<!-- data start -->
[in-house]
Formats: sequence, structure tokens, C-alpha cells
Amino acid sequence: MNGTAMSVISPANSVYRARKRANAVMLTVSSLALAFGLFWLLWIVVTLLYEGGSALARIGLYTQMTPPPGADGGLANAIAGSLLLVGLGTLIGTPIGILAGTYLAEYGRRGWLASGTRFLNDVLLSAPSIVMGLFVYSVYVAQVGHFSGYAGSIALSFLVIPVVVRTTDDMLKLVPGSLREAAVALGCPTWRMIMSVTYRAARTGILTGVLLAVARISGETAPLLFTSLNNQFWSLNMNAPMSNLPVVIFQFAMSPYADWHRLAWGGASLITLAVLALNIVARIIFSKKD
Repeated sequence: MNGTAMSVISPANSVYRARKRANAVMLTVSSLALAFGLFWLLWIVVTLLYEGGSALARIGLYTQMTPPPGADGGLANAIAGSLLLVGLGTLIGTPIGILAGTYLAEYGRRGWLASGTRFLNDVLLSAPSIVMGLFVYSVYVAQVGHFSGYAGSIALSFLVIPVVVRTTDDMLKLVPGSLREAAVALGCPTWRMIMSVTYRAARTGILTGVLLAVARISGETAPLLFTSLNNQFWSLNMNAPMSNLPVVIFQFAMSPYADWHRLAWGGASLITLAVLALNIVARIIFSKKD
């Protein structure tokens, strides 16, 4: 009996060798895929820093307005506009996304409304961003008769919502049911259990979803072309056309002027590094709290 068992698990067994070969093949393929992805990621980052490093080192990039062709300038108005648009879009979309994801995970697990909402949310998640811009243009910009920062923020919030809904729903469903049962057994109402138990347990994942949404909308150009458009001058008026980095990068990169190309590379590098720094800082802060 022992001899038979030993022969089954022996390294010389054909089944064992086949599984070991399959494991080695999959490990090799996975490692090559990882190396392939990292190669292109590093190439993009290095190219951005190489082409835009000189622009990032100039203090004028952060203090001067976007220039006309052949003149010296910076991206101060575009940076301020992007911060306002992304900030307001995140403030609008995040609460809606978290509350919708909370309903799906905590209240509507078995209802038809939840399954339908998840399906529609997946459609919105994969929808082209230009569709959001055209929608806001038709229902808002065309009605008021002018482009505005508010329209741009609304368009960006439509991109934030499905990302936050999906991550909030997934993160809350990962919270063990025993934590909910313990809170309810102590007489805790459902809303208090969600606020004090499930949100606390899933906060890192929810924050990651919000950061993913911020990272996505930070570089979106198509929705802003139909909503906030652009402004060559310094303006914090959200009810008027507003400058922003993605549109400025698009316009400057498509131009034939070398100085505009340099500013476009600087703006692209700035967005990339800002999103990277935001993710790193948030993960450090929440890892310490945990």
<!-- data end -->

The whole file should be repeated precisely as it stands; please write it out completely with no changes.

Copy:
[in-house]
Formats: sequence, structure tokens, C-alpha cells
Amino acid sequence: MNGTAMSVISPANSVYRARKRANAVMLTVSSLALAFGLFWLLWIVVTLLYEGGSALARIGLYTQMTPPPGADGGLANAIAGSLLLVGLGTLIGTPIGILAGTYLAEYGRRGWLASGTRFLNDVLLSAPSIVMGLFVYSVYVAQVGHFSGYAGSIALSFLVIPVVVRTTDDMLKLVPGSLREAAVALGCPTWRMIMSVTYRAARTGILTGVLLAVARISGETAPLLFTSLNNQFWSLNMNAPMSNLPVVIFQFAMSPYADWHRLAWGGASLITLAVLALNIVARIIFSKKD
Repeated sequence: MNGTAMSVISPANSVYRARKRANAVMLTVSSLALAFGLFWLLWIVVTLLYEGGSALARIGLYTQMTPPPGADGGLANAIAGSLLLVGLGTLIGTPIGILAGTYLAEYGRRGWLASGTRFLNDVLLSAPSIVMGLFVYSVYVAQVGHFSGYAGSIALSFLVIPVVVRTTDDMLKLVPGSLREAAVALGCPTWRMIMSVTYRAARTGILTGVLLAVARISGETAPLLFTSLNNQFWSLNMNAPMSNLPVVIFQFAMSPYADWHRLAWGGASLITLAVLALNIVARIIFSKKD
């Protein structure tokens, strides 16, 4: 009996060798895929820093307005506009996304409304961003008769919502049911259990979803072309056309002027590094709290 068992698990067994070969093949393929992805990621980052490093080192990039062709300038108005648009879009979309994801995970697990909402949310998640811009243009910009920062923020919030809904729903469903049962057994109402138990347990994942949404909308150009458009001058008026980095990068990169190309590379590098720094800082802060 022992001899038979030993022969089954022996390294010389054909089944064992086949599984070991399959494991080695999959490990090799996975490692090559990882190396392939990292190669292109590093190439993009290095190219951005190489082409835009000189622009990032100039203090004028952060203090001067976007220039006309052949003149010296910076991206101060575009940076301020992007911060306002992304900030307001995140403030609008995040609460809606978290509350919708909370309903799906905590209240509507078995209802038809939840399954339908998840399906529609997946459609919105994969929808082209230009569709959001055209929608806001038709229902808002065309009605008021002018482009505005508010329209741009609304368009960006439509991109934030499905990302936050999906991550909030997934993160809350990962919270063990025993934590909910313990809170309810102590007489805790459902809303208090969600606020004090499930949100606390899933906060890192929810924050990651919000950061993913911020990272996505930070570089979106198509929705802003139909909503906030652009402004060559310094303006914090959200009810008027507003400058922003993605549109400025698009316009400057498509131009034939070398100085505009340099500013476009600087703006692209700035967005990339800002999103990277935001993710790193948030993960450090929440890892310490945990």